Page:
photos and text by Michele D’Amour McDanel
I first met Rosie when she’d already moved in. My husband, Patrick, had brought her to the house while I was out. She was a rescue from a family whose children weren’t caring for her adequately anymore.
We eyed each other with mutual curiosity, and some trepidation on my part. I had been bitten by a guinea pig when I was four.
Her bright eyed, pert face peeked up over the edge of the cage. I noticed that she had black and white fur with a few smudges of brown, as if she’d played in the mud and hadn’t cleaned up well. Her fur sticks up along her back in what our 10-year-old son refers to as a “full body Mohawk”. And she was…large (don’t call her fat).
I spoke to her softy and opened up the cage door. She perched her front paws on the ledge and sniffed my hand, then darted back inside. Enough for a first meeting.
But then there were the cats.
I had half expected our four housecats to be circling Rosie’s cage like sharks in a feeding frenzy, but they were oblivious to her. In retrospect, that was probably because she was being very quiet as she surveyed her new home.
That didn’t last long.
A few days after her arrival, Rosie unveiled what we’ve come to call “the squee,” a high-pitched squeal unlike anything I have heard before.
It is loud. It is commanding. It is our alarm most mornings. It is “let me sing you the song of my people.”
Her people must be the opera singers of guinea pigs.
The initial squee startled one of our cats so much; he promptly ran into another room and marked the wall. Fortunately, that was a very temporary response.
Since then, Rosie has displayed a wide range of vocalizations that provide insights into her mood. She squees for attention or food, she churrs (the guinea pig equivalent of purring) to show delight, and she clucks and snorts in general contentment and comment.
I should mention that Rosie isn’t her full name, and it isn’t her original name. Her previous owners had given her the ignominious moniker of Nibbles.
After observing that she had the over sized personality to match her physique (don’t call her fat), we renamed her Rosita Chiquita Esperanza El Puerco. Her personality requires every syllable.
She’s possibly the most gregarious guinea pig, ever. She greets family members when they come in from the garage. She sends out exploratory “squees” when she hasn’t seen someone in a while. It’s like having a small, furry, mistress of ceremonies and emcee in the house.
Rosie even charms strangers. Once, when we had contractors in the house working on some plumbing, I heard her squee and then get quiet. Upon inspection, Rosie was holding court in her cage, the workers fawning over her, scratching under her chin and saying, “wow, what a cool guinea pig.”
Rosie gets plenty of time to observe and interact with the family, because we put her cage at the center of everything, in the kitchen. She sits in an area where that makes it easier to clean her cage and is still sanitary for cooking.
This also gives Rosie the opportunity to request more of her big obsession: strawberries. Her previous owners had said that she enjoyed cilantro and apples, but her enthusiasm for strawberries outstrips everything else.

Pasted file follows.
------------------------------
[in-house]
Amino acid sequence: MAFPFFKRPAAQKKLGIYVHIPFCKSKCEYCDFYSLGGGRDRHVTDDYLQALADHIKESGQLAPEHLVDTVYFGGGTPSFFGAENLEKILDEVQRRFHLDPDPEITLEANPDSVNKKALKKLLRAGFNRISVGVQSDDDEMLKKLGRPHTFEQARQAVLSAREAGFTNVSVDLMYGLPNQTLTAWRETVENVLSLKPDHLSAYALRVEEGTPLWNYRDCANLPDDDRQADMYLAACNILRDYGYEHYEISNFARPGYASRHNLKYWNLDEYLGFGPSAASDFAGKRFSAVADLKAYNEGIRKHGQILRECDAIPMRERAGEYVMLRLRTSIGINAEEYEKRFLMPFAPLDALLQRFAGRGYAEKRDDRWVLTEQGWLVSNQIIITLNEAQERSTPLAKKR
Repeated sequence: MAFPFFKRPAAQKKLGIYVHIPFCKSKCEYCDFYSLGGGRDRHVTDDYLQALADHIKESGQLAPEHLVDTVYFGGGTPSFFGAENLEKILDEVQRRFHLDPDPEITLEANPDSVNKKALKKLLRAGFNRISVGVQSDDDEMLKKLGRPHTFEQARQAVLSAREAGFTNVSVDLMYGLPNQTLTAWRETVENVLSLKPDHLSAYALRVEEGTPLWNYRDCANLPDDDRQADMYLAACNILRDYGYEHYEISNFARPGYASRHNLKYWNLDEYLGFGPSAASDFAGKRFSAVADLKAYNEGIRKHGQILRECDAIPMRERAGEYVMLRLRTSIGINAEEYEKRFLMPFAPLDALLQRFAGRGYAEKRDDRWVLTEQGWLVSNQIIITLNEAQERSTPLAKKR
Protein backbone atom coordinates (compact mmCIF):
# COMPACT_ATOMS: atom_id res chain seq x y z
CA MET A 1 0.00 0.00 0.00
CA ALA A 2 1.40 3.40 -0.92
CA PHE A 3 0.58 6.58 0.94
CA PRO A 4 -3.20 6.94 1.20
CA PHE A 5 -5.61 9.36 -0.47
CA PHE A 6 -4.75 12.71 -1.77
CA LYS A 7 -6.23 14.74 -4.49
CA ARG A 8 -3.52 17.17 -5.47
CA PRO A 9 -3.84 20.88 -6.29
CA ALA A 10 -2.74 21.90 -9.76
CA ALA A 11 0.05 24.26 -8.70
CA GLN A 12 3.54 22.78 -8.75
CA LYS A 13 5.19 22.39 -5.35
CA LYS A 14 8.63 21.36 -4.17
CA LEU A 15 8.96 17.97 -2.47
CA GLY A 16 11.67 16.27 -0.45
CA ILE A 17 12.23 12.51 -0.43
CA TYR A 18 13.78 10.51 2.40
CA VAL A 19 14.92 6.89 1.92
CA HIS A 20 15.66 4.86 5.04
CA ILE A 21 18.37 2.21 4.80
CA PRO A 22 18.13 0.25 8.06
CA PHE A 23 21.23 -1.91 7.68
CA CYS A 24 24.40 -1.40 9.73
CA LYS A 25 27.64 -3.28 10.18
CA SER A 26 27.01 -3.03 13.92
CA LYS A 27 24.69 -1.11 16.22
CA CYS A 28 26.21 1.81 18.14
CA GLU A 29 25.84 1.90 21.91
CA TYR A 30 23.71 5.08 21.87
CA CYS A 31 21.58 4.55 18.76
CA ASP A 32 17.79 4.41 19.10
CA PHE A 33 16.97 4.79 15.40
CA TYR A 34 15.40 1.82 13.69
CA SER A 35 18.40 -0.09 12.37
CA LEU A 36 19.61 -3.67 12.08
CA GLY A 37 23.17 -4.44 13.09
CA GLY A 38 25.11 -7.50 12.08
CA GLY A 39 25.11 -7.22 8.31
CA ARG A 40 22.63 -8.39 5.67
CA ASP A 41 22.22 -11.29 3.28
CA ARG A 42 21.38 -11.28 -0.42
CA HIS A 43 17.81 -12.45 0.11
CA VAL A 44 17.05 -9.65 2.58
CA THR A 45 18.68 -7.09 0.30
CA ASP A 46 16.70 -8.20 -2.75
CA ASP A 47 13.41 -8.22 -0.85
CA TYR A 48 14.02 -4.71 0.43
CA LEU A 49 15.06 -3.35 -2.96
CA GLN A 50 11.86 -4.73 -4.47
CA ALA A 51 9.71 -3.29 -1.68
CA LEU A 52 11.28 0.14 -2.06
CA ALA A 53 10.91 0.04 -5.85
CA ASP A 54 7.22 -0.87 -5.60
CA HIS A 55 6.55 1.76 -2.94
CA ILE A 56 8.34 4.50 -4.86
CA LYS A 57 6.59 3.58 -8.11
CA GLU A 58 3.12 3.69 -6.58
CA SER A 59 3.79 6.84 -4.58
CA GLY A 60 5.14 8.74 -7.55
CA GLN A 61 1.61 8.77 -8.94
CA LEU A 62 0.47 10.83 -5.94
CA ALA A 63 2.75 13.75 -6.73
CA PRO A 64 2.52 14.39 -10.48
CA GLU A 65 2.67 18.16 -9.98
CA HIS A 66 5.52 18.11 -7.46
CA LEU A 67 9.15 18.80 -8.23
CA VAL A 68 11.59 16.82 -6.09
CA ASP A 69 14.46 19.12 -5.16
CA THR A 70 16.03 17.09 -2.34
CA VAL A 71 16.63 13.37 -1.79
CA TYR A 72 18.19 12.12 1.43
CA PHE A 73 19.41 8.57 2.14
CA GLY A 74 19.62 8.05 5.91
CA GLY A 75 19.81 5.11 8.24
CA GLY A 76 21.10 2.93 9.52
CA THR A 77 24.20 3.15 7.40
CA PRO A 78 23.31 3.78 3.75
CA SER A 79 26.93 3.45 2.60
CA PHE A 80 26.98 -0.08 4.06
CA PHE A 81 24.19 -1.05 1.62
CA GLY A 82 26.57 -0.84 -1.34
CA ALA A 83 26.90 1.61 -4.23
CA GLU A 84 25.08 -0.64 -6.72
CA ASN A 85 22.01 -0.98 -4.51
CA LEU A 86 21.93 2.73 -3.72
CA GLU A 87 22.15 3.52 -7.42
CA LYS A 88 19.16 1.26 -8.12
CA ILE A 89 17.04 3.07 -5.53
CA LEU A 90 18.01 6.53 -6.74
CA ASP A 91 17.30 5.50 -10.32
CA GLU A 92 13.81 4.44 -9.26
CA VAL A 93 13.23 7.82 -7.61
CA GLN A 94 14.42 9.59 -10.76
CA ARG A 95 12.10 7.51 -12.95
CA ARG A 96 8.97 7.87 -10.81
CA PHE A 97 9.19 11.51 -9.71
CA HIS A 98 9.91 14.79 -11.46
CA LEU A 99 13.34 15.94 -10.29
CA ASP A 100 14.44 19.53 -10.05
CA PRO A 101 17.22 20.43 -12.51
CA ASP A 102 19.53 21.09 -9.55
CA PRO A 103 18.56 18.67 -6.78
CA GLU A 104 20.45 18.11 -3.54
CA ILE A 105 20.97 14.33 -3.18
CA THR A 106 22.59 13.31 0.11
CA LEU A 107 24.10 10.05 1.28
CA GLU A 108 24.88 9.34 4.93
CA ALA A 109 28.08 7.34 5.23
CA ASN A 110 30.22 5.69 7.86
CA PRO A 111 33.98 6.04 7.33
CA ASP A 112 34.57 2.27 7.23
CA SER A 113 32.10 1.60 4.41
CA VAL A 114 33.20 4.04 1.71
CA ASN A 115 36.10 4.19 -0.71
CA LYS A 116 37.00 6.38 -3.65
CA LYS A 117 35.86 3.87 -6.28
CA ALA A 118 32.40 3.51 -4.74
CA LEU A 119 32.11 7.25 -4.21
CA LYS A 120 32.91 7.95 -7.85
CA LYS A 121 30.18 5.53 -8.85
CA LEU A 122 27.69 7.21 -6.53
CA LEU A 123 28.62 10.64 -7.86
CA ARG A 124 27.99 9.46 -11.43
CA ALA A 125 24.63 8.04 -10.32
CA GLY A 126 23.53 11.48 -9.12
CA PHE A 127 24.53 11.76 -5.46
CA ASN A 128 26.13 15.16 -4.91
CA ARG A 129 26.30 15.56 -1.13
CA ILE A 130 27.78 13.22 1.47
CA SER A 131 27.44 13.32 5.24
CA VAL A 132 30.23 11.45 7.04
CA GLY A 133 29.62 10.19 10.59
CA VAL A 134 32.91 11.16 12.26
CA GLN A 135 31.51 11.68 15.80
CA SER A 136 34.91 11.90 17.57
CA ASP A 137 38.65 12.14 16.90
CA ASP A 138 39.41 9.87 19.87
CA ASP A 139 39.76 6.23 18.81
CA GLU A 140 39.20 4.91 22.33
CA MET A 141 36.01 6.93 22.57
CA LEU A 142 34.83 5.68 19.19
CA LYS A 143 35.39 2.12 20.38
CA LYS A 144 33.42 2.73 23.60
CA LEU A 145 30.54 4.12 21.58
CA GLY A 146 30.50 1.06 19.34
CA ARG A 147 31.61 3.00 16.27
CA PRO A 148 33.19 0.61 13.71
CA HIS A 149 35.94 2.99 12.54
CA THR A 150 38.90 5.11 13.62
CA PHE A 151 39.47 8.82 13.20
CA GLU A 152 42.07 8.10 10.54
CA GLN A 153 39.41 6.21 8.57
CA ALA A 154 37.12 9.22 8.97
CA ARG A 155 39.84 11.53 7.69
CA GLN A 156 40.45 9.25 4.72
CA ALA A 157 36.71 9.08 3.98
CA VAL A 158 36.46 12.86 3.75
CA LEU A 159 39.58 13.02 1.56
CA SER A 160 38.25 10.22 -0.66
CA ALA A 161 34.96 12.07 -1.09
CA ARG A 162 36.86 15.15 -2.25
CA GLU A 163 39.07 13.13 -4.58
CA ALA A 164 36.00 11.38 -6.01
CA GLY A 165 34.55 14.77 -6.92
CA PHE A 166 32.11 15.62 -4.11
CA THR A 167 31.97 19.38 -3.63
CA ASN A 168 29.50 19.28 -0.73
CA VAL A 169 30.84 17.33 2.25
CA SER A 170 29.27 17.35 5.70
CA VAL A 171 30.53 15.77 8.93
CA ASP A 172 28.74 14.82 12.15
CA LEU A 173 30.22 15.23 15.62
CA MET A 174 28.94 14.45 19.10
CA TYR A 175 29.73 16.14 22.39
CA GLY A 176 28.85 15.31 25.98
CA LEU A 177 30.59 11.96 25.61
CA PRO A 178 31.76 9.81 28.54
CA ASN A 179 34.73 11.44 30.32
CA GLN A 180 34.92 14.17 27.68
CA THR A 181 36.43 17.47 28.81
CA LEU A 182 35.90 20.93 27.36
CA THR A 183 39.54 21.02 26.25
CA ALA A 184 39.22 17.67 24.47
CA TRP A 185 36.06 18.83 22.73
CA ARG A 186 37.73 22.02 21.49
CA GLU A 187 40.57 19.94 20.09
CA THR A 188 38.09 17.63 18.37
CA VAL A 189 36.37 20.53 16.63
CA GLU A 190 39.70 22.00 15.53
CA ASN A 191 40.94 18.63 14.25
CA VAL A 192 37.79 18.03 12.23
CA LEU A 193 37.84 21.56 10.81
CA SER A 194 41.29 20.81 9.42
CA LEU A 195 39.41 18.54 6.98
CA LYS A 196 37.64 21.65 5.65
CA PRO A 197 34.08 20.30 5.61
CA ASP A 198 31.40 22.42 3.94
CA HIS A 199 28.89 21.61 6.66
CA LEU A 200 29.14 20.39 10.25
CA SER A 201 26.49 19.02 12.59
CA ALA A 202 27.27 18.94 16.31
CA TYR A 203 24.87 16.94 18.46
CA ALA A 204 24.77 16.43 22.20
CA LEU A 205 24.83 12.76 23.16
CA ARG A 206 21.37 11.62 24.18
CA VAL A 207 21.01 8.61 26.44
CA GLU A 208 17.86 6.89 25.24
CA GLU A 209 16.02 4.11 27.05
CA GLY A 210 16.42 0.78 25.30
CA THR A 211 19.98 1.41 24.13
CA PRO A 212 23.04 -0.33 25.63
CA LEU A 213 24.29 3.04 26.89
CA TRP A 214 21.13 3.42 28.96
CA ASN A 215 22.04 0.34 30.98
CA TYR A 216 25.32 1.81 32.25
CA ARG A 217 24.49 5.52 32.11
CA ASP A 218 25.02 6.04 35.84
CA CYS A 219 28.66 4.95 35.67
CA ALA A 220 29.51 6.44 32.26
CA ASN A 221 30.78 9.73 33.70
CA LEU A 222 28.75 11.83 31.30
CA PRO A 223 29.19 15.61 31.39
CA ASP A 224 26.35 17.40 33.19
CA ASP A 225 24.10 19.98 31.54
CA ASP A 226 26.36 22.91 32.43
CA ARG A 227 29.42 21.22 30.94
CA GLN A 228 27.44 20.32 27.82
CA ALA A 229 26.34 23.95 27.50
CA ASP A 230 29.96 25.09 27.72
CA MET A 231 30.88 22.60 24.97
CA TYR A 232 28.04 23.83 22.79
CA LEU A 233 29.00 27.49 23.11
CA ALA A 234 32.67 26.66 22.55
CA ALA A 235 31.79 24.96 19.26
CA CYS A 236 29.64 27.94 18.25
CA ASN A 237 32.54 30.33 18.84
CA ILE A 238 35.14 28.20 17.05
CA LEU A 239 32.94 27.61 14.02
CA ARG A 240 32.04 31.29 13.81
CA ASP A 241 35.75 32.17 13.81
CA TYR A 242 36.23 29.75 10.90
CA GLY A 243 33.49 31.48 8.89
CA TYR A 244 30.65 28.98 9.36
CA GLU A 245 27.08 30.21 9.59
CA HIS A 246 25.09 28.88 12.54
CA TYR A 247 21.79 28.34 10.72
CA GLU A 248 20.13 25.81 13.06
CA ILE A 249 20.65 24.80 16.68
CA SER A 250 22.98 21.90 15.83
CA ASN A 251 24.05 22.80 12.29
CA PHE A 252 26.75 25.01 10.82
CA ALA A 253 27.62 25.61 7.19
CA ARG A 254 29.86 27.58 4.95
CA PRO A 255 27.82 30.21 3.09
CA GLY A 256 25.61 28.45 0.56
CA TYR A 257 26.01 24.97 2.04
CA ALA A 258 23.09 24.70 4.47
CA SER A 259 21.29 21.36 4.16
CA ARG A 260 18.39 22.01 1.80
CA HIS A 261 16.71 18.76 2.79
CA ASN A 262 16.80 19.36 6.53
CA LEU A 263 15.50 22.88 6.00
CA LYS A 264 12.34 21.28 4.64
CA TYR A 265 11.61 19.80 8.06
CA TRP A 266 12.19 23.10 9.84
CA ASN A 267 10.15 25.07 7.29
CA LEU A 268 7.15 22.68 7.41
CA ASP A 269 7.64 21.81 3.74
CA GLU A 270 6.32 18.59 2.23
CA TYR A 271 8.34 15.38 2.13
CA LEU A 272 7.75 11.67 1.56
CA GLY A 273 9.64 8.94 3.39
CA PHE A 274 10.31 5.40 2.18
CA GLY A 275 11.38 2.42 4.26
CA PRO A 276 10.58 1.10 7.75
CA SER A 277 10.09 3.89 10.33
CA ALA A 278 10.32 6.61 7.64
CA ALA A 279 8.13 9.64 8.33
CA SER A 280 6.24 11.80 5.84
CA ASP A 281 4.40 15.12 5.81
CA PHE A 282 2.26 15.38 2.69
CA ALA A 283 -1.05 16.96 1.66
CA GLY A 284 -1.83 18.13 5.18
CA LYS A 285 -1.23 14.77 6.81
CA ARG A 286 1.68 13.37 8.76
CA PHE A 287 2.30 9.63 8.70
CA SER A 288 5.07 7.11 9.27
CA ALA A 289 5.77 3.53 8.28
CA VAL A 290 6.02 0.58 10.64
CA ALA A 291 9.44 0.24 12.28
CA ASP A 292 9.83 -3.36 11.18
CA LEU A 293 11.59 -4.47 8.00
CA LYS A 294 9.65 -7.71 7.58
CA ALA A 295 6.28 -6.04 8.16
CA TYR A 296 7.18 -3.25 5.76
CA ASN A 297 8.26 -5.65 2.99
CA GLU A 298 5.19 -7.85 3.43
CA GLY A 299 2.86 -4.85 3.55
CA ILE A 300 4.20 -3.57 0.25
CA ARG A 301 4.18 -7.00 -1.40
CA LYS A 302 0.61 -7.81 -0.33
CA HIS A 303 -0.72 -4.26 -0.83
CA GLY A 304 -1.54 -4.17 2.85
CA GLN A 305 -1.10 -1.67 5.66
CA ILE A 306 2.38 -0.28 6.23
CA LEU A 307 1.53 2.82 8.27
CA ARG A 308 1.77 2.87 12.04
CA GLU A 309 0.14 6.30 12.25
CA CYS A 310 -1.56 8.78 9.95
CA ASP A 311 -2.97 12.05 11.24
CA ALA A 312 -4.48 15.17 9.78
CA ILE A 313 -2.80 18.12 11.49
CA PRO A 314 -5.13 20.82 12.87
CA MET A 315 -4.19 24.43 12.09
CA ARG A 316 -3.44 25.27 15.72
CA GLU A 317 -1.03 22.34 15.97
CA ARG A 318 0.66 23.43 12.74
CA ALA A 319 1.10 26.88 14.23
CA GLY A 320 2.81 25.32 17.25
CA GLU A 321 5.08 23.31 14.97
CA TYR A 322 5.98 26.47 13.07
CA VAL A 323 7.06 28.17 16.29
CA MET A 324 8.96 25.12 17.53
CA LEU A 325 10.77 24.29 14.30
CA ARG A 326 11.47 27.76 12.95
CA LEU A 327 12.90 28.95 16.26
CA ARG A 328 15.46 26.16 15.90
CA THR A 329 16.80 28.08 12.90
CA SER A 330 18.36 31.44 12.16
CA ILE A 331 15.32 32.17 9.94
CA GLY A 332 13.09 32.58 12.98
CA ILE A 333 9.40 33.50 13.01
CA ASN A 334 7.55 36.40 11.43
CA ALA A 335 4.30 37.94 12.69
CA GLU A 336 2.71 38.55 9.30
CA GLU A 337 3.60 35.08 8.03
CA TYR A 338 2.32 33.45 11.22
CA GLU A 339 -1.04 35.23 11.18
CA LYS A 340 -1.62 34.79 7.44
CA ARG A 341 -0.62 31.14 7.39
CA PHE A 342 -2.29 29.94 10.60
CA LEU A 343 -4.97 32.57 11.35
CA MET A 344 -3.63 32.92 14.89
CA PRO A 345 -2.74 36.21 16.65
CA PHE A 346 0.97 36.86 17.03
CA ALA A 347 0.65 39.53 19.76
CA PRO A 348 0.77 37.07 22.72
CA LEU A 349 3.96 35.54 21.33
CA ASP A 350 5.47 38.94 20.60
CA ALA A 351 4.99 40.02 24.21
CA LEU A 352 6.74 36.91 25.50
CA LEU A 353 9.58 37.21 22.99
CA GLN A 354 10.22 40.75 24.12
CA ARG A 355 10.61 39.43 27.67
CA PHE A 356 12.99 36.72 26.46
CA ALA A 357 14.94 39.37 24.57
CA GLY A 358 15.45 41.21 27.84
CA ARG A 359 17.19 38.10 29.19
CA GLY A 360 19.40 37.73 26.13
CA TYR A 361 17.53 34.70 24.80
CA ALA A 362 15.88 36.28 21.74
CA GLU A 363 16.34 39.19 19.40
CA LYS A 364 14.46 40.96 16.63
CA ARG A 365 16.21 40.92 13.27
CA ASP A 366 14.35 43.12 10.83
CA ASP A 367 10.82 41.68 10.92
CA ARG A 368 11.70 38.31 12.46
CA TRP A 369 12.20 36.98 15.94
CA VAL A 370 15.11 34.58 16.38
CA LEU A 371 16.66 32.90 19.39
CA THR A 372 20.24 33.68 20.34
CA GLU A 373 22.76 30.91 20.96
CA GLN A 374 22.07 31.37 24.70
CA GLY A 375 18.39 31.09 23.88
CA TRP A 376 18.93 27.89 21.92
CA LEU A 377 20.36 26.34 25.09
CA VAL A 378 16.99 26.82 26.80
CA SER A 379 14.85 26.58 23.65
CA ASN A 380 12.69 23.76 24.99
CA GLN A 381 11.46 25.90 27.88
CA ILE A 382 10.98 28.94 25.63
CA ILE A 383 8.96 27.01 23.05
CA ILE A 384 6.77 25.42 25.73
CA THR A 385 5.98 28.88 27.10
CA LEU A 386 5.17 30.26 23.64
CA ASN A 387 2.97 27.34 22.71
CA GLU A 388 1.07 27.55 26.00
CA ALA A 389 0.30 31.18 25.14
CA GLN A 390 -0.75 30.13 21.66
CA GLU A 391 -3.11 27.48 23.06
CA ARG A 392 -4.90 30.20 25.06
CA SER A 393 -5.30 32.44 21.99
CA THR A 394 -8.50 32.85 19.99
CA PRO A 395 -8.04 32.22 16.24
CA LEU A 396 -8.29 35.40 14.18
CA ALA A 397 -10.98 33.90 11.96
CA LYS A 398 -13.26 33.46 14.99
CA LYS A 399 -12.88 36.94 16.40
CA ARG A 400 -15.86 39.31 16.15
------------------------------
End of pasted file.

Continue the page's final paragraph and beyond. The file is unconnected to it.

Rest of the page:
Just hearing the rustling of some plastic or opening of the fridge will get her attention. Up pops the little face over the cage edge. She might even stand up on her back paws, as if to say, “Are you getting me a strawberry? Oh, you’re cooking for yourself. But if it’s not too much trouble, could you get me a strawberry? Strawberries are yummy.”
Sometimes her strawberry-induced enthusiasm gets the better of her. On one occasion, she ran over the strawberry, trapping it under her belly, and became very distressed at not being able to find it.
Unlike other guinea pigs and small animals, Rosie loves her cage. We can leave the door open and she won’t climb out. While she seems perfectly happy to sit on the couch with us watching a movie, she always returns to her cage with what seems like relief.
Now, about those cats.
Rosie has proven to be quite the ambassador of inter-species diplomacy. Our youngest cat, Buddy, has always been fascinated with her. He likes to sprawl near her cage and visit. If her cage door is open, the two will often touch noses in greeting. On several occasions, he has even stepped in to her cage and sat with her for a few minutes. Neither seems particularly concerned – it’s like two friends visiting.
And in an amazing display of fitting into the family culturally, Rosie has also taken up tossing the caber. (Caber tossing is an event in the Scottish Highland Games in which competitors must throw a large wooden pole end over end as a demonstration of strength. Both my husband and I participate in this sport.) She regularly takes the fake hollowed out log in her cage and flings it from one side of the cage to the other, seemingly for fun. Or maybe just to get it out of the way. It’s really an astonishing feat for a creature with short legs and no opposable thumbs.
In a few short months, Rosie has become such an integral part of our lives. It’s tough to imagine what life would be like without her. However, since she was four years old when she joined our family, our time with her is bound to be short. So, we’re resolved to enjoy the time we have. Because really, that’s all we can do with anyone, human or animal, isn’t it?